Dear Members of the Community:
It seems that on a daily basis, we’re seeing more and more evidence of the racial tensions in our country on the news. While the daily news may be discouraging, I find it also motivating to take action when it comes to finding solutions to racial disparities, particularly for those of us who work in the health care industry. As the President and CEO of the largest employer and largest health system in Central Massachusetts, this ongoing conversation about addressing racial disparities is important to me and to the 14,000 caregivers at UMass Memorial Health Care. I’m proud of the work we’re doing in this area, but we still have a long way to go. Here are a few things that we’re doing to address this regional and national problem.
COVID-19 Education and Prevention: The COVID-19 crisis has underscored the existence of health care disparities with the disease disproportionately affecting Hispanic/Latino, Black/African-American and low-income communities nationwide and in our own service area. When testing data revealed this disparity, the UMass Memorial Health Care Community Benefit and Care Mobile teams took immediate action by creating a COVID-19 education program and taking it to the underserved neighborhoods in our region. Since April, this small but mighty team has distributed more than 15,000 education “kits” that includes prevention information in six different languages, along with free masks and hand sanitizer – all with the goal of preventing the spread of this disease in at-risk areas.
Community Testing: UMass Memorial Health Care has launched a comprehensive COVID-19 testing program that includes processing 5,000 tests per day at our hospital and outpatient locations. In addition, we’ve participated in Governor Baker’s “Stop the Spread” testing campaign, but with a focus on extending our testing to underserved populations. This resulted in a series of one-day “pop-up” testing sites in Worcester neighborhoods-in-need to reach more people and in a long-standing testing site at UMass Memorial-Marlborough Hospital. By far, we’re conducting more community testing than any other health care organization in the state.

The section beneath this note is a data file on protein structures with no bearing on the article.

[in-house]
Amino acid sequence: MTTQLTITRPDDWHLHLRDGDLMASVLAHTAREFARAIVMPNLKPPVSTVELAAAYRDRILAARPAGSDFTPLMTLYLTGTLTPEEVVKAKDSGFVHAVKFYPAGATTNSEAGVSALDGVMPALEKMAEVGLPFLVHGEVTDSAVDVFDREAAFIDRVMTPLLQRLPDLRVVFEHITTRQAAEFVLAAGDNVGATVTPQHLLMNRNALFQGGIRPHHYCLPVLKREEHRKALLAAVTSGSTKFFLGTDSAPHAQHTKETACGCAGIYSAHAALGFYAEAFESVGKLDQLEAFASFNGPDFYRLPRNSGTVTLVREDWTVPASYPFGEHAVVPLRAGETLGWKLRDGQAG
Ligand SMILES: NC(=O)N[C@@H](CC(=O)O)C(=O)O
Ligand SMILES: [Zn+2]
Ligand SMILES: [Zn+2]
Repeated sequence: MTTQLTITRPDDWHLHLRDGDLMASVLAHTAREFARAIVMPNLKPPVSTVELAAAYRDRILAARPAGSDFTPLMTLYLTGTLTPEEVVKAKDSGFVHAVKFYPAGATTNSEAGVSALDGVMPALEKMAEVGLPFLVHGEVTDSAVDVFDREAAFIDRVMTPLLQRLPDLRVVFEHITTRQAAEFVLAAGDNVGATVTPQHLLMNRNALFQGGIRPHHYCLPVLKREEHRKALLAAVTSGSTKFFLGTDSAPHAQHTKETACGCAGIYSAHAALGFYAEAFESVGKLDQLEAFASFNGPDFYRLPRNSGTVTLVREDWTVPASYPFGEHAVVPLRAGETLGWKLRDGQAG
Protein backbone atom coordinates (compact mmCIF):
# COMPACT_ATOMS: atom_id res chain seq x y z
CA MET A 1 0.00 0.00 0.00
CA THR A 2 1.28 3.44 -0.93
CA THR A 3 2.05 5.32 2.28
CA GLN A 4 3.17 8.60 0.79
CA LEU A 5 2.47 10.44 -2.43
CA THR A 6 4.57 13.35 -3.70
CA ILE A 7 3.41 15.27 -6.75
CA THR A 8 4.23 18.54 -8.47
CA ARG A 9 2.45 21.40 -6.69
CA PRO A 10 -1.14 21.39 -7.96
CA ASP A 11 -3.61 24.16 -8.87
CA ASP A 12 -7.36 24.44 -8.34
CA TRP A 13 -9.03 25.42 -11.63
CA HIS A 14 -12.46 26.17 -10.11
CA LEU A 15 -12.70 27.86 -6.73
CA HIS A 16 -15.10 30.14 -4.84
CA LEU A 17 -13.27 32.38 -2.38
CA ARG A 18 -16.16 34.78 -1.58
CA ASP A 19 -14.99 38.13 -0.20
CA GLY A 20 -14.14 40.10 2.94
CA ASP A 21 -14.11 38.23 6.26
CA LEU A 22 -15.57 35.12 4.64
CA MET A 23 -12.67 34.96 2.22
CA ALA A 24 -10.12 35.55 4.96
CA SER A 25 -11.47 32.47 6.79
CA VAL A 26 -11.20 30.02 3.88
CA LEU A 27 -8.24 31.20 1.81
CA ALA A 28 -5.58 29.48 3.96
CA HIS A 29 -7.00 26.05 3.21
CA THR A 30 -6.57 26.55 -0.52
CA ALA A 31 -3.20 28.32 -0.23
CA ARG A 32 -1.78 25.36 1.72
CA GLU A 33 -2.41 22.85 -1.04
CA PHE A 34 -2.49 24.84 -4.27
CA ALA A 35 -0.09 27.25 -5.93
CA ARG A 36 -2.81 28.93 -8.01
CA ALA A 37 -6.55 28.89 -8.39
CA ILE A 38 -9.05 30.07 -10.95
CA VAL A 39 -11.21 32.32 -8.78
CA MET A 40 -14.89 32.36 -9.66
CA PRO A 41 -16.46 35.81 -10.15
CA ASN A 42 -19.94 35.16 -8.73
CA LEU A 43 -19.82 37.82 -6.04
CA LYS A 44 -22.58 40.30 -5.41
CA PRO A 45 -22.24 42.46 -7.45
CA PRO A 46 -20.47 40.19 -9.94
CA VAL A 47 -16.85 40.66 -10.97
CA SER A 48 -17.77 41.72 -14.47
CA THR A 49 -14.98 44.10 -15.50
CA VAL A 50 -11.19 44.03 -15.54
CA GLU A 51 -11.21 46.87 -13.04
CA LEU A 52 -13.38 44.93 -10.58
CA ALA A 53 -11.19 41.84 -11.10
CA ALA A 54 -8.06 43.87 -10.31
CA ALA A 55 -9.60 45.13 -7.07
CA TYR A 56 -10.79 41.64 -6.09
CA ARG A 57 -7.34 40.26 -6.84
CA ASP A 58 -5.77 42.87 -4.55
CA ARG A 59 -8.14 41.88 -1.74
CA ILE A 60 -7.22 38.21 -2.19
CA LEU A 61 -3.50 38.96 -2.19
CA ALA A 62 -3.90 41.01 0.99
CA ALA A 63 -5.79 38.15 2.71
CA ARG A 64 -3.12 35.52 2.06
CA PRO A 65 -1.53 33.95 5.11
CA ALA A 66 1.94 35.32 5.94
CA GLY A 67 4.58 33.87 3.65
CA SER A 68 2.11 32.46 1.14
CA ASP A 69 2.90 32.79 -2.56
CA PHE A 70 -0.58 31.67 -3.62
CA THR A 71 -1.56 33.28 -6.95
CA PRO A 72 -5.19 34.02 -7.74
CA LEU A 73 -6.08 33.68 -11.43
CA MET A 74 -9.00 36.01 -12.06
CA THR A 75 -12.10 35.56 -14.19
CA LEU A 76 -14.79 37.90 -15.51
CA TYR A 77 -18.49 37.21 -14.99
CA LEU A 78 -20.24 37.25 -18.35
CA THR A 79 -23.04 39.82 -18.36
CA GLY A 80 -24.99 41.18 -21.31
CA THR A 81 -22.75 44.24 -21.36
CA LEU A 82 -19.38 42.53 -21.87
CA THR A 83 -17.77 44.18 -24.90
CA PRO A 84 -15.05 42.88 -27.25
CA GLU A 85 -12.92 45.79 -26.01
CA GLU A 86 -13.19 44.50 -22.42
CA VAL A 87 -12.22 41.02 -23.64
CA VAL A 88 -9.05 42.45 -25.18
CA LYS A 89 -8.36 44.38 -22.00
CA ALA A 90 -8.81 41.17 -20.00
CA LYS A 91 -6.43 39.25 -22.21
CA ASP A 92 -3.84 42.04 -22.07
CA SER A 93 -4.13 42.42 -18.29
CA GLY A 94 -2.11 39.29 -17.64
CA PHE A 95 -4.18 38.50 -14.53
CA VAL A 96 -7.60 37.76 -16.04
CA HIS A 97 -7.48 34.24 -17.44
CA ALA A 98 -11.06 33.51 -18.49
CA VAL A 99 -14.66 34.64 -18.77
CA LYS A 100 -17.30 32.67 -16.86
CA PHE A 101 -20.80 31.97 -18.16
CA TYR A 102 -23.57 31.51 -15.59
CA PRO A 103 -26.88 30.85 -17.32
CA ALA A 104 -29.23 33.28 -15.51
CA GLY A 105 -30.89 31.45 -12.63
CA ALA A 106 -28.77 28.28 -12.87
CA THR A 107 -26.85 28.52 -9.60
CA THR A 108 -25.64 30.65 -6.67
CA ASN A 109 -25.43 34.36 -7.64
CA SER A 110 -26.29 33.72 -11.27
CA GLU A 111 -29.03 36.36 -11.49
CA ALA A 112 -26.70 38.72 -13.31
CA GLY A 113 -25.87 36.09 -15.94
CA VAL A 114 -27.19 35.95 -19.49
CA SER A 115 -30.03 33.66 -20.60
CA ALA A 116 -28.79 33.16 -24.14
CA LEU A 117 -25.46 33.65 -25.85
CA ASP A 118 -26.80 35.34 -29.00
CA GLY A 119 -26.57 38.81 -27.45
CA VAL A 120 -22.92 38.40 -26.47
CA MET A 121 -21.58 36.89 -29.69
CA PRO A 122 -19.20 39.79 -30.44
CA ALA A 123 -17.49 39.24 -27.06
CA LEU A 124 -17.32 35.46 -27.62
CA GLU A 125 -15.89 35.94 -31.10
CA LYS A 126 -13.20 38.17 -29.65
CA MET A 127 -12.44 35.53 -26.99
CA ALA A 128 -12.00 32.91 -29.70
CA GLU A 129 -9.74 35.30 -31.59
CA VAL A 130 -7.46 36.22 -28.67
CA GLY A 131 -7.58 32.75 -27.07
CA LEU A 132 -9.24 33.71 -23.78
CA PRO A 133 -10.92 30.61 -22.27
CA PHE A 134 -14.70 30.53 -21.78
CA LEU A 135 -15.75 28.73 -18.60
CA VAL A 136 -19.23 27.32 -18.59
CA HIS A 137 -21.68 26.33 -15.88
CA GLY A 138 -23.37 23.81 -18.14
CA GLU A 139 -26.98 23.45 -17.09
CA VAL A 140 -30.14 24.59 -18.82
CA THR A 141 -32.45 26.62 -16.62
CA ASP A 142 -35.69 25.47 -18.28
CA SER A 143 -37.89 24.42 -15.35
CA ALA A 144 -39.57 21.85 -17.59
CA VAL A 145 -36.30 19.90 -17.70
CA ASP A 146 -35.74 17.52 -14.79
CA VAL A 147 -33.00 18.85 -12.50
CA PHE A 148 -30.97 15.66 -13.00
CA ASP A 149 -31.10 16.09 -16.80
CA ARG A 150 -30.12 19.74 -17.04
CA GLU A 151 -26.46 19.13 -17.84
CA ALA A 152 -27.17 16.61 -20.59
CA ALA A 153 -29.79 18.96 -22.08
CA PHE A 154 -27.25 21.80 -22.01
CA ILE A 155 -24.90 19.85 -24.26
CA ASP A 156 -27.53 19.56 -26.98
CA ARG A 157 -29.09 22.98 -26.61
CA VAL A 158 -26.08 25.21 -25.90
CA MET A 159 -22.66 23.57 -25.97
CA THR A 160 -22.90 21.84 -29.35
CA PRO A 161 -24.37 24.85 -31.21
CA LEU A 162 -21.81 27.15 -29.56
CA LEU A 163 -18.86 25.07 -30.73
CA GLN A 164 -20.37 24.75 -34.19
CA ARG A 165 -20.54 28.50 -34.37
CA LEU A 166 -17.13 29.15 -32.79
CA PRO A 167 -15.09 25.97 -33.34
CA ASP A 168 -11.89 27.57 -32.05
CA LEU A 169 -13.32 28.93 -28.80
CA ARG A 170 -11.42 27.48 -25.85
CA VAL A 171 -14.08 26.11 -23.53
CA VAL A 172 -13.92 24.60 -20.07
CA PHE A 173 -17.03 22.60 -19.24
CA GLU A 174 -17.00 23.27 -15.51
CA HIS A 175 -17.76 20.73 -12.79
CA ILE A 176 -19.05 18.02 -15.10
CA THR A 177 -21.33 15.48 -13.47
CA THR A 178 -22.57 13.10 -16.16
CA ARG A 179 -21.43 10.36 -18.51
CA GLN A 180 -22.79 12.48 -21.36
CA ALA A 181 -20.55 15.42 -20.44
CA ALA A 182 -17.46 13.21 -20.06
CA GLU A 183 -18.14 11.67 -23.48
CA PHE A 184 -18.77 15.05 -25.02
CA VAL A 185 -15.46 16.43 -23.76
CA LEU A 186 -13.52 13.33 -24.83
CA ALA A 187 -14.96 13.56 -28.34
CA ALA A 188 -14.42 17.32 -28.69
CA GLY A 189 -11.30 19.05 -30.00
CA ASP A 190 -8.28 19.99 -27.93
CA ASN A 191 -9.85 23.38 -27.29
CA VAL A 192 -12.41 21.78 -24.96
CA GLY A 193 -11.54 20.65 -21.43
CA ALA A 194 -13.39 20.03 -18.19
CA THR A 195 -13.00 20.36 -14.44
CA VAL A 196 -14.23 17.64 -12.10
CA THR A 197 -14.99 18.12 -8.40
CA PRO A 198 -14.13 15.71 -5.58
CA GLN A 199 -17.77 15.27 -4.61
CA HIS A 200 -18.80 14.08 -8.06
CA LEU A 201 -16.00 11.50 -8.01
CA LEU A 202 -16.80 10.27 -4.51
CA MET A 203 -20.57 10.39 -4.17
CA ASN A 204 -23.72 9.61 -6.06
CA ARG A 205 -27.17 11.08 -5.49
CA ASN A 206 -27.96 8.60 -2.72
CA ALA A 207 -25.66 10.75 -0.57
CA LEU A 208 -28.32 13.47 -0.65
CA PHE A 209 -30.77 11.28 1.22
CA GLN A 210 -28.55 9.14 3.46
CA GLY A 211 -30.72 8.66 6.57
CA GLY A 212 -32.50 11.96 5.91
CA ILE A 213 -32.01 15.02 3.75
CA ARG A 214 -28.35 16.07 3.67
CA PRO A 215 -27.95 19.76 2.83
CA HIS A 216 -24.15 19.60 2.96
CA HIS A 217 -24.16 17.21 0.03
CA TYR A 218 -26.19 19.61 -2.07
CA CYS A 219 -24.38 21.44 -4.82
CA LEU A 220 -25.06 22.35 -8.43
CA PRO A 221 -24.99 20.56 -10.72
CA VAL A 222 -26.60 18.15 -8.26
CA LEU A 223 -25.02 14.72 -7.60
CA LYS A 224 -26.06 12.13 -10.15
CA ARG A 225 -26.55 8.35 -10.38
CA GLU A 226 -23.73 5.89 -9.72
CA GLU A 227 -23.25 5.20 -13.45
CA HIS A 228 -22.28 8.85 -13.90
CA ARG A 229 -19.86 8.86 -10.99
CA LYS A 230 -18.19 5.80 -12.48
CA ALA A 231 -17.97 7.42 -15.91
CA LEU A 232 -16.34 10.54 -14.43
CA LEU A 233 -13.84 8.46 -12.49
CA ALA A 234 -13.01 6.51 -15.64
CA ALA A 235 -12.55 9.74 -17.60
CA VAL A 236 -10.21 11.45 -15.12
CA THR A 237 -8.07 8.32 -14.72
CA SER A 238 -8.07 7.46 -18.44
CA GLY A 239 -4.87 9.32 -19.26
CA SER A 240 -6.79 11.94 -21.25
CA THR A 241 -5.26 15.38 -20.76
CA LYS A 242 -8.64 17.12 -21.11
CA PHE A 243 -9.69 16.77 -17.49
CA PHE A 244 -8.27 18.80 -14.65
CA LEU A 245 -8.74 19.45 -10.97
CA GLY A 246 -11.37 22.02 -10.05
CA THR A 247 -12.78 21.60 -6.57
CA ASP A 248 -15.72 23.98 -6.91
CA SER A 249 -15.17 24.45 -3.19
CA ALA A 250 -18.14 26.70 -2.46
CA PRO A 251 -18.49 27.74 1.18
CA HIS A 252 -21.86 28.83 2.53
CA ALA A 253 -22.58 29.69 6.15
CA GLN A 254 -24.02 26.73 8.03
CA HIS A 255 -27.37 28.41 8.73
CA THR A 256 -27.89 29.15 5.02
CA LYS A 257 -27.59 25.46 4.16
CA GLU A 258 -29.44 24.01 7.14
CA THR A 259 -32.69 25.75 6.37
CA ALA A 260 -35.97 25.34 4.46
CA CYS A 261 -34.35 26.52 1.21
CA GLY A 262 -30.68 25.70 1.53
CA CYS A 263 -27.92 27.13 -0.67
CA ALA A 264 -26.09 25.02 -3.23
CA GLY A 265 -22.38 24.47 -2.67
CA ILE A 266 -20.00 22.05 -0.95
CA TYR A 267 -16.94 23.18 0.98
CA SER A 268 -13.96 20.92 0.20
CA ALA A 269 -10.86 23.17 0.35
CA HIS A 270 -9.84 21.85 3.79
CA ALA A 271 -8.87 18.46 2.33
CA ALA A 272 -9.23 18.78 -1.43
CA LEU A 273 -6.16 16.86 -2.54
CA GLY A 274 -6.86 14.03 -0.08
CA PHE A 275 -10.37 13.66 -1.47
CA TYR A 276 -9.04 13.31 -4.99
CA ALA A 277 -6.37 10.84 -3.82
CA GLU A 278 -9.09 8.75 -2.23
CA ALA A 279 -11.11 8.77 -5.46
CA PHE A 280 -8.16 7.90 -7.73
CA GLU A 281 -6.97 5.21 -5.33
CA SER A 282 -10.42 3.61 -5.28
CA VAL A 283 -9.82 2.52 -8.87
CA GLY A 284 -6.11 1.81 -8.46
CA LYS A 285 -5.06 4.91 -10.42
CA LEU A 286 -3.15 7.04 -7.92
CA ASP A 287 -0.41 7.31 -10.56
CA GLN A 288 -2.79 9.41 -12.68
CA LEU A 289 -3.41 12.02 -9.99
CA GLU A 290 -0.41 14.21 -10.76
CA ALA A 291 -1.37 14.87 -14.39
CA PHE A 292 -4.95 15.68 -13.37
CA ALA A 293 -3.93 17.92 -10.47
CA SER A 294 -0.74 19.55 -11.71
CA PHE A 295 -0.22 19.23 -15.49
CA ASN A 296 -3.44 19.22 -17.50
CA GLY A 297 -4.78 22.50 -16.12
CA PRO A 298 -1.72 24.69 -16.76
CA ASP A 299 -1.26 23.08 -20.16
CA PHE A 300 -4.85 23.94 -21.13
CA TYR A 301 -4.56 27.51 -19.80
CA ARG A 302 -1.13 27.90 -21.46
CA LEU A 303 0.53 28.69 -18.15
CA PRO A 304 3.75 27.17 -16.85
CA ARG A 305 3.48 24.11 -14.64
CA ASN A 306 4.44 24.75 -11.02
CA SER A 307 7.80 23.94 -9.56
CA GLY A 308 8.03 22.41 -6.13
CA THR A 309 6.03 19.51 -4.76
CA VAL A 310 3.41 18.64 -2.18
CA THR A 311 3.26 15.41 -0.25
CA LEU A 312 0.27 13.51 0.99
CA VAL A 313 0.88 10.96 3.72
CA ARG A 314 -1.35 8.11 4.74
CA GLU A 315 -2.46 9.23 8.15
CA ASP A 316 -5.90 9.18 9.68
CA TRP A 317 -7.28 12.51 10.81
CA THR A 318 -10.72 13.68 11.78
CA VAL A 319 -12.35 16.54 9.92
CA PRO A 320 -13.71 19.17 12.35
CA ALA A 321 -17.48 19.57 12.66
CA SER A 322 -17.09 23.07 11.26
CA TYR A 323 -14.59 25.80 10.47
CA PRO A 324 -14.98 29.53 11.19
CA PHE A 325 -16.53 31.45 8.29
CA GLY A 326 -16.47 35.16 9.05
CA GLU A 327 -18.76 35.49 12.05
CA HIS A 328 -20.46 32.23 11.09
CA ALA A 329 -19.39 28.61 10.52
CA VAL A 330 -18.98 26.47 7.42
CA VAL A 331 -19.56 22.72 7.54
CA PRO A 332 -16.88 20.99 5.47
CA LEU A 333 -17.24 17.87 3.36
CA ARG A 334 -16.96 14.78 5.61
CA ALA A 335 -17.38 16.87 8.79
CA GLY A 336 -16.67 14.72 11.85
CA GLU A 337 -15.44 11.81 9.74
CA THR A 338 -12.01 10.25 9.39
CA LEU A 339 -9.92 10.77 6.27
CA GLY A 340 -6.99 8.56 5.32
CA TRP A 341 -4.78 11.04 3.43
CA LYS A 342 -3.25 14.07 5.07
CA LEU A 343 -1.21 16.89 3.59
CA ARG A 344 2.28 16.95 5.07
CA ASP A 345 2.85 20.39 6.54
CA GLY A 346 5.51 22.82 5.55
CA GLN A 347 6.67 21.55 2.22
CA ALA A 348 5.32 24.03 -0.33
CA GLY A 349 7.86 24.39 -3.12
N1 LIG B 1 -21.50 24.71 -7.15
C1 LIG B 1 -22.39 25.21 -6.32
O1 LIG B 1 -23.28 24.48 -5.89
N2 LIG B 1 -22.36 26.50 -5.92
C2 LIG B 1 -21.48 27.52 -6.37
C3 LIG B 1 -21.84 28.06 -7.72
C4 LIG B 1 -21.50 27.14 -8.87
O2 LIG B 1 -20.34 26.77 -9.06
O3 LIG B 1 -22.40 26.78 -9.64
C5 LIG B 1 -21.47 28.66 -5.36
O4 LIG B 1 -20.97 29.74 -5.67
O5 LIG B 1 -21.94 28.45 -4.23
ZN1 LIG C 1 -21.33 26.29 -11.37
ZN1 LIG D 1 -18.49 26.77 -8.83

UMass Memorial Health Equity Taskforce: In light of the disparity we were seeing with the COVID-19 crisis, we made the decision
to stand up a Health Equity Taskforce to focus on better understanding and addressing the root causes and impact of these
disparities, and developing a short-term and long-term health equity strategy for UMass Memorial.
Among the issues the taskforce is addressing are:
- developing improved data collection, reporting and analysis to better identify and understand existing health disparities;
- addressing access barriers and disparities in the delivery and experience of care within UMass Memorial;
- coordinating with and supporting the work of the City of Worcester Equity Task Force; and
- working with our communities to lay the groundwork for a long-term health equity strategy for UMass Memorial.
First-Ever Health Equity Open Forum
We hosted our first-ever, community Health Equity Open Forum as a Facebook Live event on Thursday, October 29. I was joined
by a distinguished panel of community members and elected officials to talk about racial disparities and injustice in health care,
in our region and beyond. These panelists included:
- Congressman Jim McGovern, who represents our region in the 2nd Congressional District of Massachusetts
- Matilde “Mattie” Castiel, MD, Commissioner of Health and Human Services, City of Worcester
- Sarai Rivera, Worcester City Councilor and Chair of the Standing Committee on Public Health
- Tayyaba Salman, MD, Hospitalist, UMass Memorial HealthAlliance-Clinton Hospital, member of the Minority Advisory Council
Attorney Gina Plata Niño, Central-West Justice Center, was a magnificent moderator and led us through an engaging dialogue about how we can all work together to address systemic racism in our communities. If you missed it, you can log on to the UMass Memorial Health Care Facebook page to view the video.
Taking Action to Address Systemic Racism
We can’t stand silent while racism and racial disparities in our country and in our communities persist. Meaningful action can only come from confronting the problem. I’m encouraged by the national dialogue and the meaningful action steps we are taking in our region.
Mahatma Gandhi said: “Be the change you wish to see in the world.” While ending racism seems like an impossible dream, just think of what we can accomplish by taking actions – big or small – that we develop together. For our community here in Central Massachusetts, I’m confident that we can be that change we want to see in our part of the world.
Stay safe and well,
Eric W. Dickson, MD, MHCM, FACEP
President and CEO, UMass Memorial Health Care